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In vitro and in vivo studies on the importance of the soluble guanylyl cyclase α1 subunit in penile erection

(2010) WORLD JOURNAL OF UROLOGY. 28(5). p.643-650
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Abstract
Soluble guanylyl cyclase (sGC), which plays a pivotal role in penile erection, is a heterodimer build up by an alpha and a beta subunit. For both subunits two isoforms have been characterized, but only the sGC alpha(1)beta(1) and sGC alpha(2)beta(1) isoforms seem to be functionally active. To elucidate the functional role of the sGC alpha(1)beta(1) heterodimer in the mechanism of erection, experiments were performed in vivo and on isolated corpora cavernosa (CC) using sGC alpha (1) (-/-) mice. For the in vivo study sGC-dependent and -independent vasorelaxing agents were injected intracavernosally in sGC alpha (1) (-/-) and sGC alpha (1) (+/+) mice and the rise in intracavernosal pressure was recorded. For the in vitro study, isolated CC tissues from sGC alpha (1) (-/-) and sGC alpha (1) (+/+) mice were mounted in organ baths for isometric tension recording and concentration-dependent curves were obtained for sGC-dependent and -independent vasorelaxing agents. These experiments were performed on 2 different mice strains (129SvEvS7 and C57BL6/J) to determine potential strain differences. The responses in sGC alpha (1) (-/-) after administration of the NO-donors, sodium nitroprusside (SNP) and spermine-NO, and to electrical stimulation are significantly reduced although not completely abolished. Responses to sGC-independent vasorelaxing agents are similar in sGC alpha (1) (-/-) and sGC alpha (1) (+/+) mice from both strains suggesting that the decreased potential of smooth muscle relaxation is not related to structural changes or changes in the pathway downstream sGC. This study illustrates the strain-independent importance of the sGC alpha(1)beta(1) heterodimer, although remaining vasorelaxing responses in the sGC alpha (1) (-/-) mice suggest a complementary role for the sGC alpha(2)beta(1) isoform or (an) sGC-independent mechanism(s).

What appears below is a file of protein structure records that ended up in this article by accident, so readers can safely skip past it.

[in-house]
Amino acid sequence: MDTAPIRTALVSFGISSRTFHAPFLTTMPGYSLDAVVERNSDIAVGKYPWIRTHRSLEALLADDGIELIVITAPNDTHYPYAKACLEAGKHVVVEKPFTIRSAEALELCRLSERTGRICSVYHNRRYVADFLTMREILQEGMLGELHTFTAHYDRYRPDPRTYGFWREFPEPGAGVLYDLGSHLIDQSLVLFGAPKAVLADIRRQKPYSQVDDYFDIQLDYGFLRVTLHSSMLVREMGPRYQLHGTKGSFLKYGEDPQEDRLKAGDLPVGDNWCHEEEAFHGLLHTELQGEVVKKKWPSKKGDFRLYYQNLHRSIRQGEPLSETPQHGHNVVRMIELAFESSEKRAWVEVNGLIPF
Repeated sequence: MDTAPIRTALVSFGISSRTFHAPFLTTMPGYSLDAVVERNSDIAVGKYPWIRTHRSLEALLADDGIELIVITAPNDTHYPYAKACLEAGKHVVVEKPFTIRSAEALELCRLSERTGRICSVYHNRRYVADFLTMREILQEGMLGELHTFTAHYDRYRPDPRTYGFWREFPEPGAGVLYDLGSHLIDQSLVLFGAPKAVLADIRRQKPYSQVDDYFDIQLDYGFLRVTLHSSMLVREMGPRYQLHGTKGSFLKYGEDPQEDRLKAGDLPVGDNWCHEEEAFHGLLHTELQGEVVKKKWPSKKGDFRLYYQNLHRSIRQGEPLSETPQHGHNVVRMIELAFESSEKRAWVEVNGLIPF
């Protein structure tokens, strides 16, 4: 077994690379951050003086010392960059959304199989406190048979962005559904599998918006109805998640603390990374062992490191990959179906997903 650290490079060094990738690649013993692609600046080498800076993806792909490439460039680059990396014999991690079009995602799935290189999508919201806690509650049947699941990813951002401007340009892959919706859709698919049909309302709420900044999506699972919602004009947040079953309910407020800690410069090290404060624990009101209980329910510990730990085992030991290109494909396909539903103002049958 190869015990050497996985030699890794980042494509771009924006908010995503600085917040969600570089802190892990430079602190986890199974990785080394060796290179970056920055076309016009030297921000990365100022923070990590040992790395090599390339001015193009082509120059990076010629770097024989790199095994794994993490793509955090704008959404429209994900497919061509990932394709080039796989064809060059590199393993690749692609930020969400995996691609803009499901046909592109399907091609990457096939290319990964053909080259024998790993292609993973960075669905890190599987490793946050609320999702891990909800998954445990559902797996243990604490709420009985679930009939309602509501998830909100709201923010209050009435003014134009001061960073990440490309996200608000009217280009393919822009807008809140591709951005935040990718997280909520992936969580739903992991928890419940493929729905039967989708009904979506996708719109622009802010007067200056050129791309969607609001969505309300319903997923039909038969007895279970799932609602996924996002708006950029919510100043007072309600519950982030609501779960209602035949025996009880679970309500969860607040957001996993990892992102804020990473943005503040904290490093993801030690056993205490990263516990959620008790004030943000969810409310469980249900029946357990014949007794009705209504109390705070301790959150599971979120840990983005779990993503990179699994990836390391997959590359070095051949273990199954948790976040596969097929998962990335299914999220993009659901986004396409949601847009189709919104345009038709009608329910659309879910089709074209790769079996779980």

Keywords
GMP PATHWAY, DYSFUNCTION, CORPUS CAVERNOSUM, CONTRACTILITY, MICE, ACTIVATORS, NITRIC-OXIDE, penile erection, nitric oxide, soluble guanylyl cyclase, erectile dysfunction

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Citation

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Chicago
Decaluwé, Kelly, Sofie Nimmegeers, Robrecht Thoonen, Emanuel Buys, Peter Brouckaert, and Johan Van de Voorde. 2010. “In Vitro and in Vivo Studies on the Importance of the Soluble Guanylyl Cyclase Α1 Subunit in Penile Erection.” World Journal of Urology 28 (5): 643–650.
APA
Decaluwé, K., Nimmegeers, S., Thoonen, R., Buys, E., Brouckaert, P., & Van de Voorde, J. (2010). In vitro and in vivo studies on the importance of the soluble guanylyl cyclase α1 subunit in penile erection. WORLD JOURNAL OF UROLOGY, 28(5), 643–650.
Vancouver
1.